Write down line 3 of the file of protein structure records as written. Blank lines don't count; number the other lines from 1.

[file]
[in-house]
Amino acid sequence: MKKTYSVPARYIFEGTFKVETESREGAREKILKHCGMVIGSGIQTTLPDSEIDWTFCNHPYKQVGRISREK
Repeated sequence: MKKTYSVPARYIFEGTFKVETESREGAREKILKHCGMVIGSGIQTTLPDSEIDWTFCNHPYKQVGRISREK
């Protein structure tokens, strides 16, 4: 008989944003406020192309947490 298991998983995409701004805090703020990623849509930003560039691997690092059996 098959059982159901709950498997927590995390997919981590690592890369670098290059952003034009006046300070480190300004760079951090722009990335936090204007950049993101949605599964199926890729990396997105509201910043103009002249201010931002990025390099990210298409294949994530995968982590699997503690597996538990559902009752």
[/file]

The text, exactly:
Repeated sequence: MKKTYSVPARYIFEGTFKVETESREGAREKILKHCGMVIGSGIQTTLPDSEIDWTFCNHPYKQVGRISREK